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Is the Universe growing in size?

  1. Nov 10, 2011 #1
    This is a question about the borders of the Universe (if such a thing actually exists).

    I got in a discussion with my astronomy professor and inevitably I brought up the question "if the Universe is expanding, and the Universe is contained, what is it expanding into?"

    He said that it's not actually expanding into anything. I said that doesn't make any sense. He gave me an odd look and said "I know".

    To me, this would suggest that it's not actually growing larger in size.
  2. jcsd
  3. Nov 11, 2011 #2
    Until about 12 months ago, I had the same difficulty and misunderstanding. As I understand it, there are two theories: The universe is finite, and the universe is infinite. It seems that the latter is the more favored, which I used to have trouble with, but now see its elegance and (within the bounds of my limited knowledge) its validity.

    In the infinite model, expansion is discussed in terms of space-time and is difficult, even for the experts, to explain because much of it comes from cosmological/mathematical modeling. But I'll give it a go.

    The first thing you have to understand is that the term "big bang" has not helped people's understanding. We think of an explosion as having originated from a coordinate, generally at the center of the explosion. The BB was not like that. With the BB, matter came into existence, everywhere in the same instant. (Suspend philosophical disbelief for the moment, understanding that is a side issue that can be discussed later.)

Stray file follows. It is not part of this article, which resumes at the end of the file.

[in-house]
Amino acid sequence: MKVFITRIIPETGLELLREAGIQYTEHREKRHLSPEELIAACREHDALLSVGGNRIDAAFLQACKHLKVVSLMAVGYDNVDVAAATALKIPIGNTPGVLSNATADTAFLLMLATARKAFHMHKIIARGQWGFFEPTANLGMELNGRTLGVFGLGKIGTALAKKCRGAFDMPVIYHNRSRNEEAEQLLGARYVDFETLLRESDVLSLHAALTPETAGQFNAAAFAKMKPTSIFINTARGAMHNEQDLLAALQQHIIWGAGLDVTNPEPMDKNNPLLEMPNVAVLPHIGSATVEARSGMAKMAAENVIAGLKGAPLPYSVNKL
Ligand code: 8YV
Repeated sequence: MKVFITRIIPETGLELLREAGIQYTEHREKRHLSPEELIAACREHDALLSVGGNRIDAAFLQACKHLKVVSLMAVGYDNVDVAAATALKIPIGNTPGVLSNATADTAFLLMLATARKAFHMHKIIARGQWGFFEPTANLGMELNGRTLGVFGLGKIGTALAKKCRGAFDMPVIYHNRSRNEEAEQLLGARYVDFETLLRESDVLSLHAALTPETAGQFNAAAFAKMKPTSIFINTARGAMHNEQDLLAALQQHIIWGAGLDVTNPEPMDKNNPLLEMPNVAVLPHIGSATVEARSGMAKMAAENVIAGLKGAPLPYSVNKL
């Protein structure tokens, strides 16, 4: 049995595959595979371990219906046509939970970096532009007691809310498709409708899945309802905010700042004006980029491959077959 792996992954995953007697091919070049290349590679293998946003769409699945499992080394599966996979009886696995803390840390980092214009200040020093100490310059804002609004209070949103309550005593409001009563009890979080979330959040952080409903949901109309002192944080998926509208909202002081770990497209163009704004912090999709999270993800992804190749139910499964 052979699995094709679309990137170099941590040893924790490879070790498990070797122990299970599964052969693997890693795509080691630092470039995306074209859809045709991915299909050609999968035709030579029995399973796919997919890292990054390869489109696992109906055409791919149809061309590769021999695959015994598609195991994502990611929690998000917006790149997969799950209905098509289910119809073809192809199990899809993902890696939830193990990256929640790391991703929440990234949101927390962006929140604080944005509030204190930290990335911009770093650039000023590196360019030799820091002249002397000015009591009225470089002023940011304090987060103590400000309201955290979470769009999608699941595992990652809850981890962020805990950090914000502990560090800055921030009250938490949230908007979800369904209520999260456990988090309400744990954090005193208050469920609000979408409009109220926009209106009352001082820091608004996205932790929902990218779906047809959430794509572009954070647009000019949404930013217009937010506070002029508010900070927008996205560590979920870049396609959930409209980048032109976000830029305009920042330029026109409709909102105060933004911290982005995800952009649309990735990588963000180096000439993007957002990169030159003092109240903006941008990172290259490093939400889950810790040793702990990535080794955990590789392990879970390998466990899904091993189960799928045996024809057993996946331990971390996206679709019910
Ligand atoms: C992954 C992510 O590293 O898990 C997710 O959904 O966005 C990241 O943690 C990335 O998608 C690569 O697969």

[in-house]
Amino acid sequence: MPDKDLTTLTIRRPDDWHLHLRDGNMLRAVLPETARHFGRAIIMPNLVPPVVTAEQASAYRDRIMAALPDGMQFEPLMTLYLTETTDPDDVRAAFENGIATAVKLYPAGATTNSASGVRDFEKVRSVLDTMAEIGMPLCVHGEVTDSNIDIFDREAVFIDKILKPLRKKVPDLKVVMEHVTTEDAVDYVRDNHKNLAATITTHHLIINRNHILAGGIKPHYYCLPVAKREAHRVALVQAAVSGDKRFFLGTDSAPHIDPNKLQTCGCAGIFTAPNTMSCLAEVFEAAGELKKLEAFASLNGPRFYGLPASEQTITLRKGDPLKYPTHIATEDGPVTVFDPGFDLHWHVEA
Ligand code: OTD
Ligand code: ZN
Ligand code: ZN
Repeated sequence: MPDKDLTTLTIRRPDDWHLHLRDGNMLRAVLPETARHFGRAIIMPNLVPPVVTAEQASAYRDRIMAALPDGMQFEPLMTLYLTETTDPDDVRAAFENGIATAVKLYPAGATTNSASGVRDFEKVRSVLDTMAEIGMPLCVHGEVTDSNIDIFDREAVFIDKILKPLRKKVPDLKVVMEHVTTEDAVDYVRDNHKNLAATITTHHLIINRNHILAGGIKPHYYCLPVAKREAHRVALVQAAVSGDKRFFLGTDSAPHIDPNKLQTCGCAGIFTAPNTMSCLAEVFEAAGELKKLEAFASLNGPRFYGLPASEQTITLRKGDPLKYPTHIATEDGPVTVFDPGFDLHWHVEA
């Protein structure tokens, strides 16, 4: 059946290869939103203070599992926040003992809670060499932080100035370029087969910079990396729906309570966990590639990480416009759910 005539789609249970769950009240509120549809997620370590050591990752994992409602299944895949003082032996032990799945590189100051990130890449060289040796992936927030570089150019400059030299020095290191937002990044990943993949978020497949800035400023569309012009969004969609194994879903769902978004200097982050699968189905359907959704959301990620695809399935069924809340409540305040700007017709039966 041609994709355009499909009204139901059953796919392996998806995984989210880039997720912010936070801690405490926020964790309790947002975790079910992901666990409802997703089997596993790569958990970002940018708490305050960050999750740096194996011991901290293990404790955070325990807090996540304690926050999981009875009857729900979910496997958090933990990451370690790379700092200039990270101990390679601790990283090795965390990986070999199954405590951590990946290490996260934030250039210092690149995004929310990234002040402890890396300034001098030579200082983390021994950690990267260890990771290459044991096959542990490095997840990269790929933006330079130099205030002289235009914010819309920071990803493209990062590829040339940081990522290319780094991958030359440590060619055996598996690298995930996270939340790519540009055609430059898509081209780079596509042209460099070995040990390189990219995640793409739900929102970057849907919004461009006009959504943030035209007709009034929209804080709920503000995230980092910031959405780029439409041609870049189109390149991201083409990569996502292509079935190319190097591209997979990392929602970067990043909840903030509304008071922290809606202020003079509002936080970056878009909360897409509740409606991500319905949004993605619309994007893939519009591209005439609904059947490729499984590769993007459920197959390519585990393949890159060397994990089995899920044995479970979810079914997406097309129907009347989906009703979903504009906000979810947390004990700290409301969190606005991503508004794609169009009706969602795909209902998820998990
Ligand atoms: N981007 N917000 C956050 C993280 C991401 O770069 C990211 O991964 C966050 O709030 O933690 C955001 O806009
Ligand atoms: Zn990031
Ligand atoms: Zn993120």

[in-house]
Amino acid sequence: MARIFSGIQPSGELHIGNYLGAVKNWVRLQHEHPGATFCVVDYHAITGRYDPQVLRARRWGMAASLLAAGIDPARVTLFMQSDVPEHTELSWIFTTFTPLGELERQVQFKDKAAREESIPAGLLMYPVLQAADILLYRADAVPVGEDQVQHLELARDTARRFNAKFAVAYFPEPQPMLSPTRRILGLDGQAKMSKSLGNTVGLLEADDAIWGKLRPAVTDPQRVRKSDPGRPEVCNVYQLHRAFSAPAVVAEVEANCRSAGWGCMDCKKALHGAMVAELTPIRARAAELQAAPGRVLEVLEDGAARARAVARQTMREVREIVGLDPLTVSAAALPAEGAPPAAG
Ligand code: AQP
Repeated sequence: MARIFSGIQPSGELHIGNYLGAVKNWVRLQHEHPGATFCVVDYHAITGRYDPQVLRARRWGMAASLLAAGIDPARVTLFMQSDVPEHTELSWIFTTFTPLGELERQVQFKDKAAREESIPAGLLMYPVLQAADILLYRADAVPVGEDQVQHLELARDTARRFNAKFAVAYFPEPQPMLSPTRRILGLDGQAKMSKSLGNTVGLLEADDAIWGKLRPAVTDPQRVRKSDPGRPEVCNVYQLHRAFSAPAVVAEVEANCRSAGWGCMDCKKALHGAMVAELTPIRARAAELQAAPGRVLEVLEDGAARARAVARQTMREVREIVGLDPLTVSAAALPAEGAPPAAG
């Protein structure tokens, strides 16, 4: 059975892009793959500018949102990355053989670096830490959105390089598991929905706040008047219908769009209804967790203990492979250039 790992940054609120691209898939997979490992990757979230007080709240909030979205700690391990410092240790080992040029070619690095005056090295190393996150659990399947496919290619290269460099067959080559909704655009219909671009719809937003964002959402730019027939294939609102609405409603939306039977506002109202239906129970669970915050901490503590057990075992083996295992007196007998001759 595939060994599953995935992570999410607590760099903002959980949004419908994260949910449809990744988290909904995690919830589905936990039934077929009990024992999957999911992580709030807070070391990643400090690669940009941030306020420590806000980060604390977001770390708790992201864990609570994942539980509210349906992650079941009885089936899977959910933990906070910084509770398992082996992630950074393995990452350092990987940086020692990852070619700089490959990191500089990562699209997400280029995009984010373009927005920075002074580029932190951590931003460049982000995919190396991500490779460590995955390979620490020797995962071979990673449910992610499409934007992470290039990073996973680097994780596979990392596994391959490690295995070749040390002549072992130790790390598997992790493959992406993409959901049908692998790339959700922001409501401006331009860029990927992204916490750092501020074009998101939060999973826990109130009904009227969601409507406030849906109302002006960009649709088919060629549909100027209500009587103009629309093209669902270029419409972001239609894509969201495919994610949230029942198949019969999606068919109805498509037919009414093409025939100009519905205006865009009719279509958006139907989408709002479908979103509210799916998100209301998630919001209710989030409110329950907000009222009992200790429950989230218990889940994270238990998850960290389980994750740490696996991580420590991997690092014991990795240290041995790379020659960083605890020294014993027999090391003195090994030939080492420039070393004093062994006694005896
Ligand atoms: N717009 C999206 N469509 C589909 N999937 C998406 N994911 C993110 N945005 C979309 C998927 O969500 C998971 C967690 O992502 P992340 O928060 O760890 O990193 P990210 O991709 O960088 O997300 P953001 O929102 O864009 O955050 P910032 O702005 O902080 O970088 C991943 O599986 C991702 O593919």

Next, the typical model of how scientists attempt to explain expansion is by using a 2D analog of our 3D universe. Imagine a balloon as being the universe. Follow a line across that balloon anywhere and you will find no edge. Add some air to that balloon and it expands, creating greater distance between objects on the surface of the balloon.

    Objects may be moving on that surface, but the expansion adds distance that has nothing to do with the movement of those objects. Understanding expansion itself is a whole other topic.

    If I've explained this wrong, stay tuned for the corrections, but essentially we cannot apply our earthbound understanding of finite things to the universe.
  4. Nov 11, 2011 #3


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    Well, this is one of those things about mathematics that just can't be visualized properly. The problem is that in General Relativity, there is no background: the geometry of space-time is all there is. So if we're talking about an expanding universe described by General Relativity, then that expanding universe is all there is.* There is no background grid against which the expansion is happening. It's just that objects within the expanding universe are getting further apart. Within General Relativity, it doesn't even make sense to talk about what lies "outside" the universe.

    *The caveat here is that there are other models that describe our universe as just one expanding bubble of space-time among many. But in these models, our expanding universe still isn't expanding into anything. Basically, the different expanding bubbles become disconnected from one another and act entirely independently.
  5. Nov 11, 2011 #4


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    Lol... well, at least you have an honest one... :wink:

  6. Nov 11, 2011 #5


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    Yes, but it IS. Google Hilbert's Hotel. Infinity can get bigger and still be infinity. Math with infinity doesn't work the same as math with finite numbers.
  7. Nov 11, 2011 #6


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    Also Google "balloon analogy". Or simply search for it here on PF.
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